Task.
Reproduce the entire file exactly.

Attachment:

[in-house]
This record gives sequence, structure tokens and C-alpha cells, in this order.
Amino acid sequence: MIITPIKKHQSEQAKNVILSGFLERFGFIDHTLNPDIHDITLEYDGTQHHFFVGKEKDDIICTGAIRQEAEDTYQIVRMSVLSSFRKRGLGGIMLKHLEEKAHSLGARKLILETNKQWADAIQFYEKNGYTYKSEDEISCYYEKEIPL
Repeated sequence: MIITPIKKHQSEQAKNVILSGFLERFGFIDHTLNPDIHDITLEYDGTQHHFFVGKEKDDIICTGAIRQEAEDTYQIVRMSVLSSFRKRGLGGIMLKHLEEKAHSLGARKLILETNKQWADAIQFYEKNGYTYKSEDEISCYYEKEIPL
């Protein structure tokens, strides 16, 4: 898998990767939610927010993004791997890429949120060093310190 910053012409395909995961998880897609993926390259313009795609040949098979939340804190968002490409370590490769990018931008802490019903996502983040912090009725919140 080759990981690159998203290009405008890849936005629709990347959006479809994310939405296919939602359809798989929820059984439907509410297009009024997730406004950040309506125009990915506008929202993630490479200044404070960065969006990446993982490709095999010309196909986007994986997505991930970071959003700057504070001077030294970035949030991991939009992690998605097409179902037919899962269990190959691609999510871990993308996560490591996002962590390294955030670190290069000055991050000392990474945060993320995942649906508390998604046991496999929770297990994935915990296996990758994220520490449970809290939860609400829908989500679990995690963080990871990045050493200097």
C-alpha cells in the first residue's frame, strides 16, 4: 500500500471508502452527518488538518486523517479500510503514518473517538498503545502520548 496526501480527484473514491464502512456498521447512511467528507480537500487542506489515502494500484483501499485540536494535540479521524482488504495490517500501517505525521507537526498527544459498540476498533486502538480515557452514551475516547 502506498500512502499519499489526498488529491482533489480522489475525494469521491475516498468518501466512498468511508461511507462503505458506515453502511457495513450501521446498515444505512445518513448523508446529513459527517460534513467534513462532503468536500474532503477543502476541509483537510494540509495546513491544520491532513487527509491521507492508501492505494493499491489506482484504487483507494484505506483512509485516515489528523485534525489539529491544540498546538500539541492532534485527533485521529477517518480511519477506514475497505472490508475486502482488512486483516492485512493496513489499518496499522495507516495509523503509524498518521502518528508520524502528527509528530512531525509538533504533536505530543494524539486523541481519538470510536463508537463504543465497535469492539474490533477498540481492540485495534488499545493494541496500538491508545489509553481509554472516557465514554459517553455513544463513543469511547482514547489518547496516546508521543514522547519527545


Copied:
[in-house]
This record gives sequence, structure tokens and C-alpha cells, in this order.
Amino acid sequence: MIITPIKKHQSEQAKNVILSGFLERFGFIDHTLNPDIHDITLEYDGTQHHFFVGKEKDDIICTGAIRQEAEDTYQIVRMSVLSSFRKRGLGGIMLKHLEEKAHSLGARKLILETNKQWADAIQFYEKNGYTYKSEDEISCYYEKEIPL
Repeated sequence: MIITPIKKHQSEQAKNVILSGFLERFGFIDHTLNPDIHDITLEYDGTQHHFFVGKEKDDIICTGAIRQEAEDTYQIVRMSVLSSFRKRGLGGIMLKHLEEKAHSLGARKLILETNKQWADAIQFYEKNGYTYKSEDEISCYYEKEIPL
């Protein structure tokens, strides 16, 4: 898998990767939610927010993004791997890429949120060093310190 910053012409395909995961998880897609993926390259313009795609040949098979939340804190968002490409370590490769990018931008802490019903996502983040912090009725919140 080759990981690159998203290009405008890849936005629709990347959006479809994310939405296919939602359809798989929820059984439907509410297009009024997730406004950040309506125009990915506008929202993630490479200044404070960065969006990446993982490709095999010309196909986007994986997505991930970071959003700057504070001077030294970035949030991991939009992690998605097409179902037919899962269990190959691609999510871990993308996560490591996002962590390294955030670190290069000055991050000392990474945060993320995942649906508390998604046991496999929770297990994935915990296996990758994220520490449970809290939860609400829908989500679990995690963080990871990045050493200097």
C-alpha cells in the first residue's frame, strides 16, 4: 500500500471508502452527518488538518486523517479500510503514518473517538498503545502520548 496526501480527484473514491464502512456498521447512511467528507480537500487542506489515502494500484483501499485540536494535540479521524482488504495490517500501517505525521507537526498527544459498540476498533486502538480515557452514551475516547 502506498500512502499519499489526498488529491482533489480522489475525494469521491475516498468518501466512498468511508461511507462503505458506515453502511457495513450501521446498515444505512445518513448523508446529513459527517460534513467534513462532503468536500474532503477543502476541509483537510494540509495546513491544520491532513487527509491521507492508501492505494493499491489506482484504487483507494484505506483512509485516515489528523485534525489539529491544540498546538500539541492532534485527533485521529477517518480511519477506514475497505472490508475486502482488512486483516492485512493496513489499518496499522495507516495509523503509524498518521502518528508520524502528527509528530512531525509538533504533536505530543494524539486523541481519538470510536463508537463504543465497535469492539474490533477498540481492540485495534488499545493494541496500538491508545489509553481509554472516557465514554459517553455513544463513543469511547482514547489518547496516546508521543514522547519527545